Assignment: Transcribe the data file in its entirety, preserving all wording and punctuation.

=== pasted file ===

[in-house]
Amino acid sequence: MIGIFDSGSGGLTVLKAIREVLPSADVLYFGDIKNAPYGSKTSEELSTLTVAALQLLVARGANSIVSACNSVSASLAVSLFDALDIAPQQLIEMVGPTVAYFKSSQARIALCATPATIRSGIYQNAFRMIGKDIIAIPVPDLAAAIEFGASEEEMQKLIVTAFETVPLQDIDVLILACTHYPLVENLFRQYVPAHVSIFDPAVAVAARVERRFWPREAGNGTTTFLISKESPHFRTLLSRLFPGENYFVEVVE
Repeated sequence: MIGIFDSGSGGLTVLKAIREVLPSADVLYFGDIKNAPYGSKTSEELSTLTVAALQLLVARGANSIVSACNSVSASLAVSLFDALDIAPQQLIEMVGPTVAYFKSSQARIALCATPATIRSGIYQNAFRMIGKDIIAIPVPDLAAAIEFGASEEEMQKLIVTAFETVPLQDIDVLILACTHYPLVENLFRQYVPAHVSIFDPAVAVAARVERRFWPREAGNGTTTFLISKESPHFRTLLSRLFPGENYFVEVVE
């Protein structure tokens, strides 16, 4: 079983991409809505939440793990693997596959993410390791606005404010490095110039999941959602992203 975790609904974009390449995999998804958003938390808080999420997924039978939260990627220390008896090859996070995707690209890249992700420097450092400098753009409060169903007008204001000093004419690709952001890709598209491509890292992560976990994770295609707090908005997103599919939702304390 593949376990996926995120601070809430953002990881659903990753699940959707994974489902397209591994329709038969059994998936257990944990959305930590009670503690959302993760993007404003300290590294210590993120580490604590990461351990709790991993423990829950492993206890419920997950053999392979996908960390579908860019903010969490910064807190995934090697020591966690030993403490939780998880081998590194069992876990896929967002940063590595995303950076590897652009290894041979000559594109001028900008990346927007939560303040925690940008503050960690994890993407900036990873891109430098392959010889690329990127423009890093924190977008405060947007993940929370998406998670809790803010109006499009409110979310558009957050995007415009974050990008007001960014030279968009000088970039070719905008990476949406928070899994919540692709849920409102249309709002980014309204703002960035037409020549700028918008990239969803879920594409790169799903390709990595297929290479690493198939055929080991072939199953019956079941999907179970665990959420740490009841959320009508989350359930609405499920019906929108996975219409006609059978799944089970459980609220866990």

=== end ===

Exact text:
[in-house]
Amino acid sequence: MIGIFDSGSGGLTVLKAIREVLPSADVLYFGDIKNAPYGSKTSEELSTLTVAALQLLVARGANSIVSACNSVSASLAVSLFDALDIAPQQLIEMVGPTVAYFKSSQARIALCATPATIRSGIYQNAFRMIGKDIIAIPVPDLAAAIEFGASEEEMQKLIVTAFETVPLQDIDVLILACTHYPLVENLFRQYVPAHVSIFDPAVAVAARVERRFWPREAGNGTTTFLISKESPHFRTLLSRLFPGENYFVEVVE
Repeated sequence: MIGIFDSGSGGLTVLKAIREVLPSADVLYFGDIKNAPYGSKTSEELSTLTVAALQLLVARGANSIVSACNSVSASLAVSLFDALDIAPQQLIEMVGPTVAYFKSSQARIALCATPATIRSGIYQNAFRMIGKDIIAIPVPDLAAAIEFGASEEEMQKLIVTAFETVPLQDIDVLILACTHYPLVENLFRQYVPAHVSIFDPAVAVAARVERRFWPREAGNGTTTFLISKESPHFRTLLSRLFPGENYFVEVVE
């Protein structure tokens, strides 16, 4: 079983991409809505939440793990693997596959993410390791606005404010490095110039999941959602992203 975790609904974009390449995999998804958003938390808080999420997924039978939260990627220390008896090859996070995707690209890249992700420097450092400098753009409060169903007008204001000093004419690709952001890709598209491509890292992560976990994770295609707090908005997103599919939702304390 593949376990996926995120601070809430953002990881659903990753699940959707994974489902397209591994329709038969059994998936257990944990959305930590009670503690959302993760993007404003300290590294210590993120580490604590990461351990709790991993423990829950492993206890419920997950053999392979996908960390579908860019903010969490910064807190995934090697020591966690030993403490939780998880081998590194069992876990896929967002940063590595995303950076590897652009290894041979000559594109001028900008990346927007939560303040925690940008503050960690994890993407900036990873891109430098392959010889690329990127423009890093924190977008405060947007993940929370998406998670809790803010109006499009409110979310558009957050995007415009974050990008007001960014030279968009000088970039070719905008990476949406928070899994919540692709849920409102249309709002980014309204703002960035037409020549700028918008990239969803879920594409790169799903390709990595297929290479690493198939055929080991072939199953019956079941999907179970665990959420740490009841959320009508989350359930609405499920019906929108996975219409006609059978799944089970459980609220866990």